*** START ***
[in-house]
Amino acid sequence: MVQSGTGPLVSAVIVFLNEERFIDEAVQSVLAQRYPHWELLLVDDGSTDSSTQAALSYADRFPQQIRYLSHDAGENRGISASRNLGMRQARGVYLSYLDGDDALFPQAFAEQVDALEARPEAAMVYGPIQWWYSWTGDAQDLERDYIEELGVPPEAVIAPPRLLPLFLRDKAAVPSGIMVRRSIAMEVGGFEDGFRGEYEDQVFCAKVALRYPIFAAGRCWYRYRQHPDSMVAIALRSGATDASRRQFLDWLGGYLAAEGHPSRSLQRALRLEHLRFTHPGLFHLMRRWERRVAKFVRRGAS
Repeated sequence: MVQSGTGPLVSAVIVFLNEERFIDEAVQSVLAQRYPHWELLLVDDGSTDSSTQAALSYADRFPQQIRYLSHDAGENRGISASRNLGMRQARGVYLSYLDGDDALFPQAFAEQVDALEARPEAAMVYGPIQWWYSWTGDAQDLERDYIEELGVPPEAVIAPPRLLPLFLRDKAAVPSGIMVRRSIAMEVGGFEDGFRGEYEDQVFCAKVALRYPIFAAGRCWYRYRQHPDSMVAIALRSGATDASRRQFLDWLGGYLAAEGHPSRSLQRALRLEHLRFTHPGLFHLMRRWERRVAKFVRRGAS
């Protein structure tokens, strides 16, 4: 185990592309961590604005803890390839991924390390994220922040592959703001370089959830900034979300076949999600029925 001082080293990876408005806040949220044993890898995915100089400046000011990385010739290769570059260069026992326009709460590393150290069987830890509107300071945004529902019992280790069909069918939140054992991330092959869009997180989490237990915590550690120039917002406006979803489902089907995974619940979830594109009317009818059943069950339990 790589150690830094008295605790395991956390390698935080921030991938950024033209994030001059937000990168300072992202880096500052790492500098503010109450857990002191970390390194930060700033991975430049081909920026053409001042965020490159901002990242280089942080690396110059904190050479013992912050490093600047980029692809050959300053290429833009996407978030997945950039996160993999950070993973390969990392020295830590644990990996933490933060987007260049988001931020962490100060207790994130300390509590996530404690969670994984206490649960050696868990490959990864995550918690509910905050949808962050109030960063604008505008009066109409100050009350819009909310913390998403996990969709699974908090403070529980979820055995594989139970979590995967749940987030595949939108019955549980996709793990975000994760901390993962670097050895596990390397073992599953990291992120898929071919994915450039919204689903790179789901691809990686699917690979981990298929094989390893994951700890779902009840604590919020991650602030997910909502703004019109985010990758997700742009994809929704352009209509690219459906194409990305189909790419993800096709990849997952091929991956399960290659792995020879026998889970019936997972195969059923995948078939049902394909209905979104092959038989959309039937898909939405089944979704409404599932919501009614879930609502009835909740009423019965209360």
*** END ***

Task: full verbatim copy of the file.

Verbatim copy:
[in-house]
Amino acid sequence: MVQSGTGPLVSAVIVFLNEERFIDEAVQSVLAQRYPHWELLLVDDGSTDSSTQAALSYADRFPQQIRYLSHDAGENRGISASRNLGMRQARGVYLSYLDGDDALFPQAFAEQVDALEARPEAAMVYGPIQWWYSWTGDAQDLERDYIEELGVPPEAVIAPPRLLPLFLRDKAAVPSGIMVRRSIAMEVGGFEDGFRGEYEDQVFCAKVALRYPIFAAGRCWYRYRQHPDSMVAIALRSGATDASRRQFLDWLGGYLAAEGHPSRSLQRALRLEHLRFTHPGLFHLMRRWERRVAKFVRRGAS
Repeated sequence: MVQSGTGPLVSAVIVFLNEERFIDEAVQSVLAQRYPHWELLLVDDGSTDSSTQAALSYADRFPQQIRYLSHDAGENRGISASRNLGMRQARGVYLSYLDGDDALFPQAFAEQVDALEARPEAAMVYGPIQWWYSWTGDAQDLERDYIEELGVPPEAVIAPPRLLPLFLRDKAAVPSGIMVRRSIAMEVGGFEDGFRGEYEDQVFCAKVALRYPIFAAGRCWYRYRQHPDSMVAIALRSGATDASRRQFLDWLGGYLAAEGHPSRSLQRALRLEHLRFTHPGLFHLMRRWERRVAKFVRRGAS
């Protein structure tokens, strides 16, 4: 185990592309961590604005803890390839991924390390994220922040592959703001370089959830900034979300076949999600029925 001082080293990876408005806040949220044993890898995915100089400046000011990385010739290769570059260069026992326009709460590393150290069987830890509107300071945004529902019992280790069909069918939140054992991330092959869009997180989490237990915590550690120039917002406006979803489902089907995974619940979830594109009317009818059943069950339990 790589150690830094008295605790395991956390390698935080921030991938950024033209994030001059937000990168300072992202880096500052790492500098503010109450857990002191970390390194930060700033991975430049081909920026053409001042965020490159901002990242280089942080690396110059904190050479013992912050490093600047980029692809050959300053290429833009996407978030997945950039996160993999950070993973390969990392020295830590644990990996933490933060987007260049988001931020962490100060207790994130300390509590996530404690969670994984206490649960050696868990490959990864995550918690509910905050949808962050109030960063604008505008009066109409100050009350819009909310913390998403996990969709699974908090403070529980979820055995594989139970979590995967749940987030595949939108019955549980996709793990975000994760901390993962670097050895596990390397073992599953990291992120898929071919994915450039919204689903790179789901691809990686699917690979981990298929094989390893994951700890779902009840604590919020991650602030997910909502703004019109985010990758997700742009994809929704352009209509690219459906194409990305189909790419993800096709990849997952091929991956399960290659792995020879026998889970019936997972195969059923995948078939049902394909209905979104092959038989959309039937898909939405089944979704409404599932919501009614879930609502009835909740009423019965209360």